In verse 7 we note that
Ezra views Israel’s present situation in its historical light.
He says that
It’s interesting to
note how Ezra views the history of Israel.
had been captured, beaten with the sword,
pillaged, and humiliated. Ezra
views this as God’s judgment. Ezra
is not a Deist. He does not
believe that God created Israel
with Abraham and has stepped back and allowed Israel
to evolve as she wishes.
In verse 8 Ezra
prays that God has given the Jews “a brief moment” of grace.
In comparison to the long history of
Also in verse 8 Ezra says
that God gives light to their eyes.
Usually such language in Biblical terms speaks of the light of
understanding. That is,
understanding God‘s word.
Ezra goes on to say that
God has given them “a little relief in their bondage”.
is not the nation they once were. They’re
not even a nation. They are
simply a group of people in
In verse 9 Ezra continues
on in this thought of God being with Israel
in their times of bondage and slavery.
Ezra says they are slaves, yet in this bondage, the king of
At this point in verses10
and 11 Ezra pretty well just shrugs his shoulders.
He says, “what can we say after this?”
In verse 12 we see the
nature of the situation here again.
Jewish sons and daughters were marrying into these pagan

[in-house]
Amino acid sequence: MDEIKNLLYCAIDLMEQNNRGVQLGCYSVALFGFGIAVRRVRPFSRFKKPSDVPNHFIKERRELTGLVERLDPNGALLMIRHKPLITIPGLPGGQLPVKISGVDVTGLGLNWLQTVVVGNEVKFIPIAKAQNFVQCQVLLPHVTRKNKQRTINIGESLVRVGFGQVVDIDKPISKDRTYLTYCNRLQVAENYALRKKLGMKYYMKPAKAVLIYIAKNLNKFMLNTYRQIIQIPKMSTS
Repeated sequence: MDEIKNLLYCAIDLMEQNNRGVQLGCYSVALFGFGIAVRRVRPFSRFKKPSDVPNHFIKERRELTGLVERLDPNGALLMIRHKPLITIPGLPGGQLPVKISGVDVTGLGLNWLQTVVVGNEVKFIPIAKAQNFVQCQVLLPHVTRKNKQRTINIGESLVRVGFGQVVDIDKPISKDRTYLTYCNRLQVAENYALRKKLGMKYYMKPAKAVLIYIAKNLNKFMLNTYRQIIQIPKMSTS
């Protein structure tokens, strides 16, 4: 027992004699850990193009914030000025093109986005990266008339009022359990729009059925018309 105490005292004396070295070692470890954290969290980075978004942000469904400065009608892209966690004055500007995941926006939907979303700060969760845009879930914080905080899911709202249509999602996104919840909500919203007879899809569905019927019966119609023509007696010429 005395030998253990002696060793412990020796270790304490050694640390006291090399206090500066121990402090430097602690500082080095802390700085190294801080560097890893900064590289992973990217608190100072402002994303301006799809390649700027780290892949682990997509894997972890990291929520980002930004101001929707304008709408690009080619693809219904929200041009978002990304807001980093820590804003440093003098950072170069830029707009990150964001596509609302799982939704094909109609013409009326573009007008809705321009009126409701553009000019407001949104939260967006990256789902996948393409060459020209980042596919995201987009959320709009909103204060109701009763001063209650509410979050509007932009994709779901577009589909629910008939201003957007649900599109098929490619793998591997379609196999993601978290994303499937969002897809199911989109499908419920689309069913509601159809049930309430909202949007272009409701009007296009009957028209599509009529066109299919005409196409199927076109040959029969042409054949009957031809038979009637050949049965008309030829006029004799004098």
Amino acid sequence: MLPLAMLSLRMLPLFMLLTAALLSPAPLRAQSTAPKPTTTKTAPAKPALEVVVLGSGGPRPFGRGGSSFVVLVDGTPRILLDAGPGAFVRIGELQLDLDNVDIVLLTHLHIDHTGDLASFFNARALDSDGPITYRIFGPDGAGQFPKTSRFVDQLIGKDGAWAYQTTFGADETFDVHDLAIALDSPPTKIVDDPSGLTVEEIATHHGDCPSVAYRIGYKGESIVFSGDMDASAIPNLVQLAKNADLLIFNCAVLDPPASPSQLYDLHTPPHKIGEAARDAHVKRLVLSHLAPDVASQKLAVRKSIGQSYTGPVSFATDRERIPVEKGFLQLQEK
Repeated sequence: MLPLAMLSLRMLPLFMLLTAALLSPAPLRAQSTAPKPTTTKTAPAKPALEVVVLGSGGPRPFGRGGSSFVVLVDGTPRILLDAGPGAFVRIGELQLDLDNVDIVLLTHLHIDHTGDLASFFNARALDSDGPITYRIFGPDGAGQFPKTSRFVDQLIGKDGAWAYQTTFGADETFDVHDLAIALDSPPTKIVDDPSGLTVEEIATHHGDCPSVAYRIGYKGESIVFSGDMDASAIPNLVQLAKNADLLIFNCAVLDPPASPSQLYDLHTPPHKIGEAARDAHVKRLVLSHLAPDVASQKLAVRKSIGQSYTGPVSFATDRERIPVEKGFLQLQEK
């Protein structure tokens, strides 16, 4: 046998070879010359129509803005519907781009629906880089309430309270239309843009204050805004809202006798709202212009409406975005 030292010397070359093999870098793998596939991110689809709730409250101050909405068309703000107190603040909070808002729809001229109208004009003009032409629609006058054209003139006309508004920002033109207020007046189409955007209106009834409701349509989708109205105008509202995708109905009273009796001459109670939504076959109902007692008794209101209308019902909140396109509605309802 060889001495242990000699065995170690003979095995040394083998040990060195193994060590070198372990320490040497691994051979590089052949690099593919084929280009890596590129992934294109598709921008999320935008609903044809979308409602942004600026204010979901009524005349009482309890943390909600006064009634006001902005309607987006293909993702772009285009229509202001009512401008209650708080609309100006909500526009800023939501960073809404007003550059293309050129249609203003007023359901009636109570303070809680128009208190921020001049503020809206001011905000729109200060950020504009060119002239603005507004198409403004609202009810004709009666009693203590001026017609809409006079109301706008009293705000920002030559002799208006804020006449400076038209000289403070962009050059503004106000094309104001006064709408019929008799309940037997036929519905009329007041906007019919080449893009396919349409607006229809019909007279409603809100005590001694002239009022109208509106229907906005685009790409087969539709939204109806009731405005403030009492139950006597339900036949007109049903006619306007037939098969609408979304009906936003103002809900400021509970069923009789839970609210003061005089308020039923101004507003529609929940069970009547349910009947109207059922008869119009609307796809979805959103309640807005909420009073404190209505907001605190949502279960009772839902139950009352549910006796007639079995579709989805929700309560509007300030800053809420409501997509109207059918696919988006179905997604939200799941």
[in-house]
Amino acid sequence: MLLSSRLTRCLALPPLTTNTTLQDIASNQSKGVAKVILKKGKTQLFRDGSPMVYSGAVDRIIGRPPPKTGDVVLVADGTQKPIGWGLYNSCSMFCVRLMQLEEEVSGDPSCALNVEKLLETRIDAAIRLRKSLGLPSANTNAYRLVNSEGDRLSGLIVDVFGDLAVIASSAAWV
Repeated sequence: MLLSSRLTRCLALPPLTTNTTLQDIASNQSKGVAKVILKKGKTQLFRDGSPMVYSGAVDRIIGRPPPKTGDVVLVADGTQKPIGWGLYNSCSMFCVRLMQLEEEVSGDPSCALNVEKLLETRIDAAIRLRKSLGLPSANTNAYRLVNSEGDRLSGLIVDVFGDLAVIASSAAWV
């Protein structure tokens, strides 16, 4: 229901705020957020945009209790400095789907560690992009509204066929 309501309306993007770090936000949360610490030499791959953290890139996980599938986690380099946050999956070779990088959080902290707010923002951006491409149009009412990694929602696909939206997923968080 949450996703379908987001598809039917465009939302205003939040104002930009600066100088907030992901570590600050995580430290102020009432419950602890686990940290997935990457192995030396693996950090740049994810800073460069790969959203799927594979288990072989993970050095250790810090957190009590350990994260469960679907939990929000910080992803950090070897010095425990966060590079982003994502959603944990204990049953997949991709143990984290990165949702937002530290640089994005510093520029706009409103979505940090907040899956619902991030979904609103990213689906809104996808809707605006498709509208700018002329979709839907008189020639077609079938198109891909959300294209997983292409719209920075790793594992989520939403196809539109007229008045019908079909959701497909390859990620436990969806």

families. Something else
they were doing was to “further” the pagan’s “welfare and
was joining forces with their pagan neighbours in financial ways as well
as marriage. This is all
mixture. This is weakening
and polluting the very nature of who God’s people were to be.
They were to be a separate and distinct people, living a holy
lifestyle as God’s representatives to the rest of the world.
Instead, they became like the world and this representation of
God was lost.
The version of the NIV
I’m am using is the 1984 edition.
The newer editions use the word “treaty” in verse 12. The
implication is that the Jews were signing treaties, or making business
and social agreements with their pagan neighbours.
The result of this was the loss of a whole distinct society of Israel. It’s interesting to note
that in 70 AD, in judgment, God sent the Jews to all corners of the
earth, as to say, “if you want to lose your distinctness, then I’ll
help you go all the way”.
In verse 13 Ezra states
that God’s punishment towards Israel
at this time is not as harsh as it should be.
Their sins deserve greater punishment.
The reason why Ezra is saying this is that God has provided, once
again, a remnant, a fraction of the people, whose hearts were right in
the eyes of God. As I’ve
said before. God always has
a remnant of people that are truly His in every generation.
In verse 14 Ezra asks God
two questions. Simply
stated, Ezra asks God if
Verse 15 ends Ezra’s
prayer. Ezra states the
facts as they are. God is
righteous, and they are complete sinners and cannot stand in the
presence of their God. This
is truly the state of all mankind, not just the Jews in Ezra’s day.
This is what Paul speaks about in the opening chapters of Romans.
He states that both Jew and Gentile are sinners, and that no
flesh can stand in the presence of the Lord.
This is the fundamental truth that leads to repentance.
You must first understand your depraved nature before you can
repent, and before you can fully embrace the saving grace of God.